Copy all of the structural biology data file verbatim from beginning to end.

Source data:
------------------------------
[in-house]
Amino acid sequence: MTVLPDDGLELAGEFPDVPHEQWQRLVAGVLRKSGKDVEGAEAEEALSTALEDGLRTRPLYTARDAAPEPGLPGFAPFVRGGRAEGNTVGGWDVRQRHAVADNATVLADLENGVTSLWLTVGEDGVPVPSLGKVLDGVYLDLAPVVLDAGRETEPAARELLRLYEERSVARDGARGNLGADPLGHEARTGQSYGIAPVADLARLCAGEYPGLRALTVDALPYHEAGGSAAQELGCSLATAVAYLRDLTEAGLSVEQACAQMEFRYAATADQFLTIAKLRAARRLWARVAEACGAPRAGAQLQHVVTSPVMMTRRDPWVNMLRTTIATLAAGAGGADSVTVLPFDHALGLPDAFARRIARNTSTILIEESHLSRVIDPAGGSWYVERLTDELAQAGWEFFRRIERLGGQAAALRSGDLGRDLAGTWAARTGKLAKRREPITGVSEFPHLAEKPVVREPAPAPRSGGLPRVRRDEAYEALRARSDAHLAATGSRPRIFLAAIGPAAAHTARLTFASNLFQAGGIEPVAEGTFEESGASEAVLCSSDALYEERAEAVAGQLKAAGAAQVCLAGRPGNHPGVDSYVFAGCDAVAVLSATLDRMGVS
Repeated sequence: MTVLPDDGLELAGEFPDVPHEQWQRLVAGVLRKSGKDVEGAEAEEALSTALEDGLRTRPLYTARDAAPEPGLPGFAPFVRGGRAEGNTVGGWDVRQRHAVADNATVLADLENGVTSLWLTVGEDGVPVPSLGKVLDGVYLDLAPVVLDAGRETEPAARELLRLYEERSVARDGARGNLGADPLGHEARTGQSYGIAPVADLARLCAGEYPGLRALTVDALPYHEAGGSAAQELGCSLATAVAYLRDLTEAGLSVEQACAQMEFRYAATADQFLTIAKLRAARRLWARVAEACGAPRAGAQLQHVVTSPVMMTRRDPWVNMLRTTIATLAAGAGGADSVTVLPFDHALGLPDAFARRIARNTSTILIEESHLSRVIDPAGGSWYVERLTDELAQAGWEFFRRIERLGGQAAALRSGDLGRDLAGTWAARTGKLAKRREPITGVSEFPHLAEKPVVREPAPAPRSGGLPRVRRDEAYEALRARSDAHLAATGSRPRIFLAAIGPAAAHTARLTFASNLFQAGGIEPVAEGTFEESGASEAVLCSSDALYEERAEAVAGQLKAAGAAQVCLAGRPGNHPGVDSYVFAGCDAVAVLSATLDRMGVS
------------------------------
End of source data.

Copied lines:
[in-house]
Amino acid sequence: MTVLPDDGLELAGEFPDVPHEQWQRLVAGVLRKSGKDVEGAEAEEALSTALEDGLRTRPLYTARDAAPEPGLPGFAPFVRGGRAEGNTVGGWDVRQRHAVADNATVLADLENGVTSLWLTVGEDGVPVPSLGKVLDGVYLDLAPVVLDAGRETEPAARELLRLYEERSVARDGARGNLGADPLGHEARTGQSYGIAPVADLARLCAGEYPGLRALTVDALPYHEAGGSAAQELGCSLATAVAYLRDLTEAGLSVEQACAQMEFRYAATADQFLTIAKLRAARRLWARVAEACGAPRAGAQLQHVVTSPVMMTRRDPWVNMLRTTIATLAAGAGGADSVTVLPFDHALGLPDAFARRIARNTSTILIEESHLSRVIDPAGGSWYVERLTDELAQAGWEFFRRIERLGGQAAALRSGDLGRDLAGTWAARTGKLAKRREPITGVSEFPHLAEKPVVREPAPAPRSGGLPRVRRDEAYEALRARSDAHLAATGSRPRIFLAAIGPAAAHTARLTFASNLFQAGGIEPVAEGTFEESGASEAVLCSSDALYEERAEAVAGQLKAAGAAQVCLAGRPGNHPGVDSYVFAGCDAVAVLSATLDRMGVS
Repeated sequence: MTVLPDDGLELAGEFPDVPHEQWQRLVAGVLRKSGKDVEGAEAEEALSTALEDGLRTRPLYTARDAAPEPGLPGFAPFVRGGRAEGNTVGGWDVRQRHAVADNATVLADLENGVTSLWLTVGEDGVPVPSLGKVLDGVYLDLAPVVLDAGRETEPAARELLRLYEERSVARDGARGNLGADPLGHEARTGQSYGIAPVADLARLCAGEYPGLRALTVDALPYHEAGGSAAQELGCSLATAVAYLRDLTEAGLSVEQACAQMEFRYAATADQFLTIAKLRAARRLWARVAEACGAPRAGAQLQHVVTSPVMMTRRDPWVNMLRTTIATLAAGAGGADSVTVLPFDHALGLPDAFARRIARNTSTILIEESHLSRVIDPAGGSWYVERLTDELAQAGWEFFRRIERLGGQAAALRSGDLGRDLAGTWAARTGKLAKRREPITGVSEFPHLAEKPVVREPAPAPRSGGLPRVRRDEAYEALRARSDAHLAATGSRPRIFLAAIGPAAAHTARLTFASNLFQAGGIEPVAEGTFEESGASEAVLCSSDALYEERAEAVAGQLKAAGAAQVCLAGRPGNHPGVDSYVFAGCDAVAVLSATLDRMGVS